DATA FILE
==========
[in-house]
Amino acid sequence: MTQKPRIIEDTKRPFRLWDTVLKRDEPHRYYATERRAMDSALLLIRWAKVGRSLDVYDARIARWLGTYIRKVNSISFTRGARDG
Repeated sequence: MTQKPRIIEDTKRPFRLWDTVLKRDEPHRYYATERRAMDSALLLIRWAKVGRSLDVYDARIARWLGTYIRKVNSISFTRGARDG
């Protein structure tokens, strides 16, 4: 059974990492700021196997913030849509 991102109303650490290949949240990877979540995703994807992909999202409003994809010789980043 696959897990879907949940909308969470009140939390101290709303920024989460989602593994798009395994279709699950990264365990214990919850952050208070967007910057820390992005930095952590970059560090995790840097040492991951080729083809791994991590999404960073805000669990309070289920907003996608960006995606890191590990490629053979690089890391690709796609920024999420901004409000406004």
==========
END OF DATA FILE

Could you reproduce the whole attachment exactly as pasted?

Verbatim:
[in-house]
Amino acid sequence: MTQKPRIIEDTKRPFRLWDTVLKRDEPHRYYATERRAMDSALLLIRWAKVGRSLDVYDARIARWLGTYIRKVNSISFTRGARDG
Repeated sequence: MTQKPRIIEDTKRPFRLWDTVLKRDEPHRYYATERRAMDSALLLIRWAKVGRSLDVYDARIARWLGTYIRKVNSISFTRGARDG
């Protein structure tokens, strides 16, 4: 059974990492700021196997913030849509 991102109303650490290949949240990877979540995703994807992909999202409003994809010789980043 696959897990879907949940909308969470009140939390101290709303920024989460989602593994798009395994279709699950990264365990214990919850952050208070967007910057820390992005930095952590970059560090995790840097040492991951080729083809791994991590999404960073805000669990309070289920907003996608960006995606890191590990490629053979690089890391690709796609920024999420901004409000406004």